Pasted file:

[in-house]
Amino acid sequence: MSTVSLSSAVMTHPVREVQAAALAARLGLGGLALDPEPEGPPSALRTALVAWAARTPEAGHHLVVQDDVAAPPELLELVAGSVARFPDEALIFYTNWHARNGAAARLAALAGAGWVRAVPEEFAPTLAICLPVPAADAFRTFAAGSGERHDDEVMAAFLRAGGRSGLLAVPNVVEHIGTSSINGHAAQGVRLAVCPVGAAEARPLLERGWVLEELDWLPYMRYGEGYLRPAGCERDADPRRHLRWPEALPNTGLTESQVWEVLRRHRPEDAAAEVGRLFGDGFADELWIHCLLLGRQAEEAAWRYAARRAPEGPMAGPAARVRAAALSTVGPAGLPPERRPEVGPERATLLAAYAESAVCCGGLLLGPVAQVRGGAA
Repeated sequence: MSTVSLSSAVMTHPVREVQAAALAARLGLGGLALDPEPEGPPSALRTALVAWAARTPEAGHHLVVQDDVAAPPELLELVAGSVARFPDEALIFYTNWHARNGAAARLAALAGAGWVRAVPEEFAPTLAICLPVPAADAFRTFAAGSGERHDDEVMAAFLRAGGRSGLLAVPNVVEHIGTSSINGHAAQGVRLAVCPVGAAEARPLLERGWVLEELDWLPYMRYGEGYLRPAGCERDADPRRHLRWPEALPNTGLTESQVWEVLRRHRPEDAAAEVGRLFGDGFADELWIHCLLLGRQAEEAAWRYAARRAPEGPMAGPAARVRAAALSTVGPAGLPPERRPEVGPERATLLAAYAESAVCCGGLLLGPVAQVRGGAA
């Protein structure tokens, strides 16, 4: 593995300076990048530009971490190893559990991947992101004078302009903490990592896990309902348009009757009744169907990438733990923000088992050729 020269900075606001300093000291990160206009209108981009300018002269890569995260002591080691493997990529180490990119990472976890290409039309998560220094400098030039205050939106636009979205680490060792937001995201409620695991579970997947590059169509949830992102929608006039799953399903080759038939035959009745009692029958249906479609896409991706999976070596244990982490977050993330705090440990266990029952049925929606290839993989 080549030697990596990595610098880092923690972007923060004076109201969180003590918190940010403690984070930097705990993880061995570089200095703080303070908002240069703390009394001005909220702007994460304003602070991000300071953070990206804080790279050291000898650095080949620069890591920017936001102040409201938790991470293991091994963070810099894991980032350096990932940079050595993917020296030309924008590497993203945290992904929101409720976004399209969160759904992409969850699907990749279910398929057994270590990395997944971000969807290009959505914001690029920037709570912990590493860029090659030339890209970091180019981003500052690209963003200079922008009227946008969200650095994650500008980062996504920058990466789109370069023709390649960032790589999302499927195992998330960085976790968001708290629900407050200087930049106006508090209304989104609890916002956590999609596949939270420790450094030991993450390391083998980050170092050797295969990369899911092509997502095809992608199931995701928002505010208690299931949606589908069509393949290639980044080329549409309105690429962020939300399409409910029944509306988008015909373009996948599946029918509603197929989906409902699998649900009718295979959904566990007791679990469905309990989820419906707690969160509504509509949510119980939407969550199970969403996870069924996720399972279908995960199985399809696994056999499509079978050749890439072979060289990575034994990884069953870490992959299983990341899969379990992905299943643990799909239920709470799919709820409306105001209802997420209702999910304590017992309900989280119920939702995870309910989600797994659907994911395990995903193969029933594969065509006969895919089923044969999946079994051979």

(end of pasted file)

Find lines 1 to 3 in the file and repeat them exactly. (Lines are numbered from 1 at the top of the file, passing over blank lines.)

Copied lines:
[in-house]
Amino acid sequence: MSTVSLSSAVMTHPVREVQAAALAARLGLGGLALDPEPEGPPSALRTALVAWAARTPEAGHHLVVQDDVAAPPELLELVAGSVARFPDEALIFYTNWHARNGAAARLAALAGAGWVRAVPEEFAPTLAICLPVPAADAFRTFAAGSGERHDDEVMAAFLRAGGRSGLLAVPNVVEHIGTSSINGHAAQGVRLAVCPVGAAEARPLLERGWVLEELDWLPYMRYGEGYLRPAGCERDADPRRHLRWPEALPNTGLTESQVWEVLRRHRPEDAAAEVGRLFGDGFADELWIHCLLLGRQAEEAAWRYAARRAPEGPMAGPAARVRAAALSTVGPAGLPPERRPEVGPERATLLAAYAESAVCCGGLLLGPVAQVRGGAA
Repeated sequence: MSTVSLSSAVMTHPVREVQAAALAARLGLGGLALDPEPEGPPSALRTALVAWAARTPEAGHHLVVQDDVAAPPELLELVAGSVARFPDEALIFYTNWHARNGAAARLAALAGAGWVRAVPEEFAPTLAICLPVPAADAFRTFAAGSGERHDDEVMAAFLRAGGRSGLLAVPNVVEHIGTSSINGHAAQGVRLAVCPVGAAEARPLLERGWVLEELDWLPYMRYGEGYLRPAGCERDADPRRHLRWPEALPNTGLTESQVWEVLRRHRPEDAAAEVGRLFGDGFADELWIHCLLLGRQAEEAAWRYAARRAPEGPMAGPAARVRAAALSTVGPAGLPPERRPEVGPERATLLAAYAESAVCCGGLLLGPVAQVRGGAA